Thousands march for UK as Scotland vote nears
Thousands of members of the Protestant Orange order marched through Edinburgh on Saturday in a show of strength against Scottish independence, as the final weekend of campaigning for the referendum got underway with everything to play for.
Edinburgh: Thousands of members of the Protestant Orange order marched through Edinburgh on Saturday in a show of strength against Scottish independence, as the final weekend of campaigning for the referendum got underway with everything to play for.
Up to 15,000 supporters of retaining the UK were expected to join the march, which has sparked fears of clashes with nationalists as tensions rise ahead of Thursday's vote.
"We are proud to be part of Great Britain. We are passionate about the union. We are here to galvanise the 'No' vote," Henry Dunbar, Grand Master of the order's Grand Lodge of Scotland, told a rally in the shadow of Edinburgh Castle.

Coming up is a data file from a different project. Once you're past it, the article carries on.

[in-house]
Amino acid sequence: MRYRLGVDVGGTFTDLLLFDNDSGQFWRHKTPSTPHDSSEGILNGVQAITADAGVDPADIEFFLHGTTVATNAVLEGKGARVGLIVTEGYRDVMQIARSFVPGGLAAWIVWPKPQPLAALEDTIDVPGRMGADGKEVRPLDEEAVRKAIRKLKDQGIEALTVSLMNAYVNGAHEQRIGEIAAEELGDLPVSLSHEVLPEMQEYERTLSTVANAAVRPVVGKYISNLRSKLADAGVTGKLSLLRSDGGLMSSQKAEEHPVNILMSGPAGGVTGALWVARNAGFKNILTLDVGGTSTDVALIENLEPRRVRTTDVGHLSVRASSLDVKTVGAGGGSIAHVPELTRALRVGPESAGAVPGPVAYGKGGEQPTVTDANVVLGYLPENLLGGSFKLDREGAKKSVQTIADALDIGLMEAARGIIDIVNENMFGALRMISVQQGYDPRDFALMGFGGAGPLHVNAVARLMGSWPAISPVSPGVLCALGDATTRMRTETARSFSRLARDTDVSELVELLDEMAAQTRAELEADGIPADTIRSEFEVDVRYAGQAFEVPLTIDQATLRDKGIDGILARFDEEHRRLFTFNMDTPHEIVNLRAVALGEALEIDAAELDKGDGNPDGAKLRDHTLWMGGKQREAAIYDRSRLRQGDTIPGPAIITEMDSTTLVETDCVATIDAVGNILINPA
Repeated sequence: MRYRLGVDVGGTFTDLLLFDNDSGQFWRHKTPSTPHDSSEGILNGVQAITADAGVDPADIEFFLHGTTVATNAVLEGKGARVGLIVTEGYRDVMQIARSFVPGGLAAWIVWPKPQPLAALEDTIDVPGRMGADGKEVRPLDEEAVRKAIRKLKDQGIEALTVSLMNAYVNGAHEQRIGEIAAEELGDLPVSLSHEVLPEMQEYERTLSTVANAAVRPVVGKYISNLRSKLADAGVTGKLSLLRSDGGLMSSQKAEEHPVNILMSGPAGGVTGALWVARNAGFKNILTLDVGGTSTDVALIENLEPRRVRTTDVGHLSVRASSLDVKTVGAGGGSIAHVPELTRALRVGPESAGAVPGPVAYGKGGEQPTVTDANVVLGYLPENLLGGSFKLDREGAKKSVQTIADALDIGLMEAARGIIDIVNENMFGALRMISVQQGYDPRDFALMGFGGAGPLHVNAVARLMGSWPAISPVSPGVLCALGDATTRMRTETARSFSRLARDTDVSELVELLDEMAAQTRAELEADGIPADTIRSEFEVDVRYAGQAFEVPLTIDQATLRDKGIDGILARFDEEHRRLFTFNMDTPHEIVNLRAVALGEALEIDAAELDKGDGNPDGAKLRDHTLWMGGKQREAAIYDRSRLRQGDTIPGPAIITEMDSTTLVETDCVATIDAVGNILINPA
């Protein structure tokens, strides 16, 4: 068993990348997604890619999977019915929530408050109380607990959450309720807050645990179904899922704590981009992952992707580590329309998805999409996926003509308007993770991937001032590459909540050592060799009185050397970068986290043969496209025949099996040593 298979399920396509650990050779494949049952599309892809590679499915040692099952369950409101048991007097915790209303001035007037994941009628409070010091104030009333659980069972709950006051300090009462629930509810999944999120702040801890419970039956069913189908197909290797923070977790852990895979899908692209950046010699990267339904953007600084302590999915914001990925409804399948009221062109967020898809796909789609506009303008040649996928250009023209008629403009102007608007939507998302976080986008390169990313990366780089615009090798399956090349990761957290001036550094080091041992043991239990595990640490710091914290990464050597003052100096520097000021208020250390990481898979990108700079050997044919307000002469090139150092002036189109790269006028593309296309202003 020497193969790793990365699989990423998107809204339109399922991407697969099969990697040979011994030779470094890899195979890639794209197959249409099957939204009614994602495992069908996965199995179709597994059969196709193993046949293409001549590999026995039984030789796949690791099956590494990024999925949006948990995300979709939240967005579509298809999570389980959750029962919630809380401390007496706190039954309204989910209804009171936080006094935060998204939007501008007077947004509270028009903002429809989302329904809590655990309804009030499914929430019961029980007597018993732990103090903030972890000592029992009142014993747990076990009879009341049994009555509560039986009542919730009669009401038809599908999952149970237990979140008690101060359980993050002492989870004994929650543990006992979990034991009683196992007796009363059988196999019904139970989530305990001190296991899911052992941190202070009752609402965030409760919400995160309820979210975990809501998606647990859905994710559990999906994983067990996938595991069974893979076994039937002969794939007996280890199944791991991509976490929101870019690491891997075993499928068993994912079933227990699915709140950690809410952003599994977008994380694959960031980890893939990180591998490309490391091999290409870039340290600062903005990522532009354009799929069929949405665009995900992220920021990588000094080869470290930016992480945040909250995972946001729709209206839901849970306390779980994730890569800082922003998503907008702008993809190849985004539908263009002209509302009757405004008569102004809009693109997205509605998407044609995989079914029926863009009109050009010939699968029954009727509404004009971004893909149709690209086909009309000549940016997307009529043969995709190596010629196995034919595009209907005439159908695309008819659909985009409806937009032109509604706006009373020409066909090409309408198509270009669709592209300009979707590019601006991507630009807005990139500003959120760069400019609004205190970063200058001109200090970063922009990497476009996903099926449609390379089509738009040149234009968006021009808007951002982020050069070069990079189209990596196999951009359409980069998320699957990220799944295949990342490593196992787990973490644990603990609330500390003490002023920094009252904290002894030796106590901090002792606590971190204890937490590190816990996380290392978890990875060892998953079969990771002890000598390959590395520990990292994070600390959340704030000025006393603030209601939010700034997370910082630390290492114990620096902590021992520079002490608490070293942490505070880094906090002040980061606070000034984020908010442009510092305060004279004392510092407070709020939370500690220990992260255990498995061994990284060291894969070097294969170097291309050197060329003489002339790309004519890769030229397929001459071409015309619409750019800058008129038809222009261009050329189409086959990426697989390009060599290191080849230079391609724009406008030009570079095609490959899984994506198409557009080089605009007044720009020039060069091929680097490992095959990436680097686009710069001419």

Across Scotland campaigners from both sides were pounding the streets, after a week that saw the unionists step up their efforts following a surge in support for independence that now puts the two camps neck and neck.
Orange members from Northern Ireland and England joined the march today in a push for the union, although it has caused tensions with the official "Better Together" campaign.
A working-class, fiercely pro-union Protestant fraternal organisation, the order has been accused of fuelling sectarianism and marches by member in Northern Ireland through Catholic areas often descend into violence.
After a 12-year-old spectator was hit in the face with a bottle at an Orange march in Glasgow in July, opposition Labour lawmaker Jim Murphy said: "I want nothing to do with them, 'Better Together' wants nothing to do with them."
Organisers of today's march called for a peaceful event, urging members to "keep your cool and your dignity" when faced with any opposition from "Yes" campaigners.
Watching the streams of Orange order pipe bands and marchers singing "God Save The Queen" through the streets of Edinburgh, "No" voter Ginger Fraser said Scots were unlikely to be swayed by the event.
"There are people from 'Better Together' who look embarrassed by this parade, but I don't think it will affect the vote. People make up their own mind," he told AFP.